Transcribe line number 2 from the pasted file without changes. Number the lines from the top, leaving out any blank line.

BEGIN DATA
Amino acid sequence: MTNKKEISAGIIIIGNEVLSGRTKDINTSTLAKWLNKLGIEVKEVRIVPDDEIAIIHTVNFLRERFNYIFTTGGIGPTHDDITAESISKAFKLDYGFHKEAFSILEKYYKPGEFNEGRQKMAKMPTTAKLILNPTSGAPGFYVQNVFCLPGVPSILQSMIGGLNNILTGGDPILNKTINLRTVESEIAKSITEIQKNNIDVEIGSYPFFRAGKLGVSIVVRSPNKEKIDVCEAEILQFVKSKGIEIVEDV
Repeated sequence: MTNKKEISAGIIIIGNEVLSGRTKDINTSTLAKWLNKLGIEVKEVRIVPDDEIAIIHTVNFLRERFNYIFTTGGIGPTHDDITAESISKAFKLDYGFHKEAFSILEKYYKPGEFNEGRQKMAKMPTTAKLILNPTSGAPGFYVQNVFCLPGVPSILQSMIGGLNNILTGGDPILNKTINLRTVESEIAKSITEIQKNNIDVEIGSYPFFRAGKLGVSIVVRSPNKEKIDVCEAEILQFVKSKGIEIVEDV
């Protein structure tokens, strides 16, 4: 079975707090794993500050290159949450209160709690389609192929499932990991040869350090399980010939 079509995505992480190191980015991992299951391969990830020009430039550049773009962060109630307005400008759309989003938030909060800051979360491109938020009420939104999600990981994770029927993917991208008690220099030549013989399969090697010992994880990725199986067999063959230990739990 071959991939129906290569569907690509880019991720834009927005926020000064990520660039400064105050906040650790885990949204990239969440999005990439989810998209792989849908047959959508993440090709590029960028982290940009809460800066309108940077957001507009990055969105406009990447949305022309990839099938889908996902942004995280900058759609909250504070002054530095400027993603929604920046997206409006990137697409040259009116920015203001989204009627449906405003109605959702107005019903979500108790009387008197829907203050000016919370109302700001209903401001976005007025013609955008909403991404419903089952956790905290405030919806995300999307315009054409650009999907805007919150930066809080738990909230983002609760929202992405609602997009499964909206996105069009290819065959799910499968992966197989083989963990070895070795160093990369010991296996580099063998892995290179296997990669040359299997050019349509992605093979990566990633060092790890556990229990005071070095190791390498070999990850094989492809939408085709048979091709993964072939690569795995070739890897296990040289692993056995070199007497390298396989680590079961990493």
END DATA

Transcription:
Repeated sequence: MTNKKEISAGIIIIGNEVLSGRTKDINTSTLAKWLNKLGIEVKEVRIVPDDEIAIIHTVNFLRERFNYIFTTGGIGPTHDDITAESISKAFKLDYGFHKEAFSILEKYYKPGEFNEGRQKMAKMPTTAKLILNPTSGAPGFYVQNVFCLPGVPSILQSMIGGLNNILTGGDPILNKTINLRTVESEIAKSITEIQKNNIDVEIGSYPFFRAGKLGVSIVVRSPNKEKIDVCEAEILQFVKSKGIEIVEDV